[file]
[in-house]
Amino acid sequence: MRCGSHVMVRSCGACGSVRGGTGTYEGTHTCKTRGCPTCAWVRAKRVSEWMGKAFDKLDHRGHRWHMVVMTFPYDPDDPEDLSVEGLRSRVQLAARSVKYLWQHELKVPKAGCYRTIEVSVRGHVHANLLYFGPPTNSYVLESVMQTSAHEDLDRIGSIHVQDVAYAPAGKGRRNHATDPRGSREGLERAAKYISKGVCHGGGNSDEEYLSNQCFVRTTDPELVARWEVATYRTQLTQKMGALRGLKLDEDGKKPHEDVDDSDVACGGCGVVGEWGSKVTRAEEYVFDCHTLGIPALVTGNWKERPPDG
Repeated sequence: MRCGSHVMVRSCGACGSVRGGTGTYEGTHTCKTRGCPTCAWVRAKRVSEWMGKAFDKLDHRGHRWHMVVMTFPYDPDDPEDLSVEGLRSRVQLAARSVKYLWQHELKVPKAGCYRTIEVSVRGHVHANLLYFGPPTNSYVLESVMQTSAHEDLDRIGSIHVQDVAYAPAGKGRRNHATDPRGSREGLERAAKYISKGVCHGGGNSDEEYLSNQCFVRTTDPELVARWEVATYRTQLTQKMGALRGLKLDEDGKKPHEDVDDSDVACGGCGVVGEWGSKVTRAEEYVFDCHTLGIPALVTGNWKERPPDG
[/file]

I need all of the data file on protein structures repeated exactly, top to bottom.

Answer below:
[in-house]
Amino acid sequence: MRCGSHVMVRSCGACGSVRGGTGTYEGTHTCKTRGCPTCAWVRAKRVSEWMGKAFDKLDHRGHRWHMVVMTFPYDPDDPEDLSVEGLRSRVQLAARSVKYLWQHELKVPKAGCYRTIEVSVRGHVHANLLYFGPPTNSYVLESVMQTSAHEDLDRIGSIHVQDVAYAPAGKGRRNHATDPRGSREGLERAAKYISKGVCHGGGNSDEEYLSNQCFVRTTDPELVARWEVATYRTQLTQKMGALRGLKLDEDGKKPHEDVDDSDVACGGCGVVGEWGSKVTRAEEYVFDCHTLGIPALVTGNWKERPPDG
Repeated sequence: MRCGSHVMVRSCGACGSVRGGTGTYEGTHTCKTRGCPTCAWVRAKRVSEWMGKAFDKLDHRGHRWHMVVMTFPYDPDDPEDLSVEGLRSRVQLAARSVKYLWQHELKVPKAGCYRTIEVSVRGHVHANLLYFGPPTNSYVLESVMQTSAHEDLDRIGSIHVQDVAYAPAGKGRRNHATDPRGSREGLERAAKYISKGVCHGGGNSDEEYLSNQCFVRTTDPELVARWEVATYRTQLTQKMGALRGLKLDEDGKKPHEDVDDSDVACGGCGVVGEWGSKVTRAEEYVFDCHTLGIPALVTGNWKERPPDG